Readers in the area are most likely waking up to yet another morning of snowflakes as forecasters are predicting up to eight inches from Sunday evening through this afternoon. Although some readers may feel as though the spring season should bring with it sunshine and warmer temperatures, experts maintain it’s normal to get some flurries this time of year.
“Just a typical late season snowstorm,” said John Darnley, meteorologist for the National Weather Service. “Never really outside of the realm of possibilities this time of year.”
NWS was predicting 3 to 5 inches of snow in Washington Sunday evening with another 1 to 3 inches this morning and early afternoon with temperatures falling to a low of 27 degrees. Darnley said the storm originally generated over Oklahoma and was riding up the Tennessee Valley toward Western Pennsylvania.
Although he expected moderate snowfall, Darnley said the storm would not reach anything approaching blizzard conditions.
“It’s more of a nuisance storm,” Darnley said. “This late in the year people want to start thinking about springtime, getting outside to do some yard work. They don’t want to be thinking, ‘Where did I put the snow shovel?’”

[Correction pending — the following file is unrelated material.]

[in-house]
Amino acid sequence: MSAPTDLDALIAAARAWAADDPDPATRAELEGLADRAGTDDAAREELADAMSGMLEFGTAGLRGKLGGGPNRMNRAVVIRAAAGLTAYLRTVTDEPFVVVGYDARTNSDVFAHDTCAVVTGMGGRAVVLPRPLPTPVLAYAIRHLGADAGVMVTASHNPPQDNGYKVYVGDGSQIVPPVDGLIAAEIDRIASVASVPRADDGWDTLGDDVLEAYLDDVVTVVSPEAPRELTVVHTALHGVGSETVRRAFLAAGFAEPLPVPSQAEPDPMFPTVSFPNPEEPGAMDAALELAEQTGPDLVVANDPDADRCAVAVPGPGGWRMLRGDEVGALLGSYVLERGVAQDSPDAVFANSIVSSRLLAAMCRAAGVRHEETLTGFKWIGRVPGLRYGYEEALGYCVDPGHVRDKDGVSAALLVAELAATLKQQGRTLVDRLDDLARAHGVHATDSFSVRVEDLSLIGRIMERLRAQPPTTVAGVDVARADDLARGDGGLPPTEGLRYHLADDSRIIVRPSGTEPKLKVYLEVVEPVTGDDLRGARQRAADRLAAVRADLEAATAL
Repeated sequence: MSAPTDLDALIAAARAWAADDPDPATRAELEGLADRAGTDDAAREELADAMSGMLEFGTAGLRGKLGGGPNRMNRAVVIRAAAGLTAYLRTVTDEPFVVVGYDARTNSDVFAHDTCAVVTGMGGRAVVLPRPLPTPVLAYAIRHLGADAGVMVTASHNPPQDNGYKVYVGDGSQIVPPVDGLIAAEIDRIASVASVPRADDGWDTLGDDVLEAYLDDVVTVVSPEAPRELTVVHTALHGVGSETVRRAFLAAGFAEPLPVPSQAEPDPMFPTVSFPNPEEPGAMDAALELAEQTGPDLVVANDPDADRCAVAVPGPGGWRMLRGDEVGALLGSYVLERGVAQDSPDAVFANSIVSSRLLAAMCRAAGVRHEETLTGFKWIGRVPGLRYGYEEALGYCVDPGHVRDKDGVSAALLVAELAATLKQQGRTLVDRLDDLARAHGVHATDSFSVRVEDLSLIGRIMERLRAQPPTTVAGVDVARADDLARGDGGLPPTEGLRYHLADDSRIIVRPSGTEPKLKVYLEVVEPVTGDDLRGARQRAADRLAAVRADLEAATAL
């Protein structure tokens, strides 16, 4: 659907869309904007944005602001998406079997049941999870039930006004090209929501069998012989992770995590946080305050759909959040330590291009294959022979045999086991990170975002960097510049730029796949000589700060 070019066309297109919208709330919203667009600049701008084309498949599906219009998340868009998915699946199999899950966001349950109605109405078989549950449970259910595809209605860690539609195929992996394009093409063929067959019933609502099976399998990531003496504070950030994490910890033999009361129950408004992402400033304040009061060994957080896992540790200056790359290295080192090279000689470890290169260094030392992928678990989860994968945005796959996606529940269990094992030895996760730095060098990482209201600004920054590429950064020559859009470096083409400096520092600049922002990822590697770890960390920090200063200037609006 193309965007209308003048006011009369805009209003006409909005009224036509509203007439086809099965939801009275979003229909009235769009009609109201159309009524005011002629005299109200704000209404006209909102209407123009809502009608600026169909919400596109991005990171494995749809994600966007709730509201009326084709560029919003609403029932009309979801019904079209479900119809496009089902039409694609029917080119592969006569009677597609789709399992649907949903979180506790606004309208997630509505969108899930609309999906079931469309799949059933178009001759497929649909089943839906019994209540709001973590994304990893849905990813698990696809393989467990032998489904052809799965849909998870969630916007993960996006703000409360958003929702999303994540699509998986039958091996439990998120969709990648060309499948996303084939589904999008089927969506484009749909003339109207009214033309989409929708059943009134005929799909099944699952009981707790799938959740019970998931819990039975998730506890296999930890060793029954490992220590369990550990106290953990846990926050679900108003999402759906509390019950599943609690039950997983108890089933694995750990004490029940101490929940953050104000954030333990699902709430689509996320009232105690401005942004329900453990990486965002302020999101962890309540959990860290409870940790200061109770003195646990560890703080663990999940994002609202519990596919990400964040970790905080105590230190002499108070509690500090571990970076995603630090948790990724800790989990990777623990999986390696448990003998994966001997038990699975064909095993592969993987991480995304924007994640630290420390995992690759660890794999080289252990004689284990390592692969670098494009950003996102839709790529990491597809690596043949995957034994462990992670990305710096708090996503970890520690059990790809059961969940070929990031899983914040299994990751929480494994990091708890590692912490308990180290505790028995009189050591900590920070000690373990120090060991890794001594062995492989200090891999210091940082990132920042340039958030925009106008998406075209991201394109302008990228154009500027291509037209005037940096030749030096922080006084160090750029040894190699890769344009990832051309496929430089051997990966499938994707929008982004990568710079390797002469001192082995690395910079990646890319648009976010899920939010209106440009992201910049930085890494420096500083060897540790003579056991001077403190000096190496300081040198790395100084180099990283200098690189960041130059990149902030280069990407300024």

But not everyone in the area was disappointed to see more snow. Nick Dolan, owner of Dolan’s Outdoor Services in Washington, was happy to see some later-than-expected business for his snow-removal business.
“Obviously, the thing about snow removal is you can’t always count on it snowing,” Dolan said.
Dolan, who has been in the snow-removal business for the last seven seasons, said this winter had about average snowfall – even if it did seem like a winter wonderland when compared to the warmer-than-average winter of 2011-12.
“It just means you’re going go to have to be prepared,” Dolan said. “As long as I’ve been doing this, I still get a little apprehensive because (forecasters) never quite hit it right on head.
“We’re more than well equipped to do our job – we’ve been through blizzards – but you’re always worried when you get a forecast of 10 inches because it can turn into 30 inches like it did a few years ago.”
When he first got wind of the storm, Dolan said he ordered more salt in order to be as prepared as possible. His fleet of pickup trucks and Bobcat skid loaders were standing ready for the first flakes to fall Sunday.
Although it might not be good for many readers’ commute this morning, an early spring snowfall isn’t all bad for business.
“I’d prefer a winter like this year,” Dolan said. “We invest a lot of money on snow removal just in case it shows up. We tool up and if it doesn’t show it means we didn’t utilize all of the equipment we spent money on in order to be more efficient.”